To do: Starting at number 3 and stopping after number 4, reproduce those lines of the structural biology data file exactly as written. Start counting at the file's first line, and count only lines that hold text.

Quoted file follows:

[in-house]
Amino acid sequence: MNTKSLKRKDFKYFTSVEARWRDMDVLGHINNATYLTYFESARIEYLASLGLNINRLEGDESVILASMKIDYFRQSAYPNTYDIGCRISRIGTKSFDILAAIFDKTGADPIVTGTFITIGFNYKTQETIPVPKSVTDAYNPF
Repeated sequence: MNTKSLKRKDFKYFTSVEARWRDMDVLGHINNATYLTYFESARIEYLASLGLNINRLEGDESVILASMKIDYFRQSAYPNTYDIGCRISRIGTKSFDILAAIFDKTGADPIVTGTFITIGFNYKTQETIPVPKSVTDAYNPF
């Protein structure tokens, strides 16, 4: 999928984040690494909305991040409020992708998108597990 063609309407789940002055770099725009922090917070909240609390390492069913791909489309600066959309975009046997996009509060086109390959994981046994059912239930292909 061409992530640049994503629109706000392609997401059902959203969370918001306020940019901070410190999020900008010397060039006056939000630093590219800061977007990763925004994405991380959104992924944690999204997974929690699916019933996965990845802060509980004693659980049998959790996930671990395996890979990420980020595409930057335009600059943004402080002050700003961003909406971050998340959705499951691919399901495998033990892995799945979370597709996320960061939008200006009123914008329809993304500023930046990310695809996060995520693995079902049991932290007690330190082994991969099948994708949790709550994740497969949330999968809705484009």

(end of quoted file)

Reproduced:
Repeated sequence: MNTKSLKRKDFKYFTSVEARWRDMDVLGHINNATYLTYFESARIEYLASLGLNINRLEGDESVILASMKIDYFRQSAYPNTYDIGCRISRIGTKSFDILAAIFDKTGADPIVTGTFITIGFNYKTQETIPVPKSVTDAYNPF
């Protein structure tokens, strides 16, 4: 999928984040690494909305991040409020992708998108597990 063609309407789940002055770099725009922090917070909240609390390492069913791909489309600066959309975009046997996009509060086109390959994981046994059912239930292909 061409992530640049994503629109706000392609997401059902959203969370918001306020940019901070410190999020900008010397060039006056939000630093590219800061977007990763925004994405991380959104992924944690999204997974929690699916019933996965990845802060509980004693659980049998959790996930671990395996890979990420980020595409930057335009600059943004402080002050700003961003909406971050998340959705499951691919399901495998033990892995799945979370597709996320960061939008200006009123914008329809993304500023930046990310695809996060995520693995079902049991932290007690330190082994991969099948994708949790709550994740497969949330999968809705484009």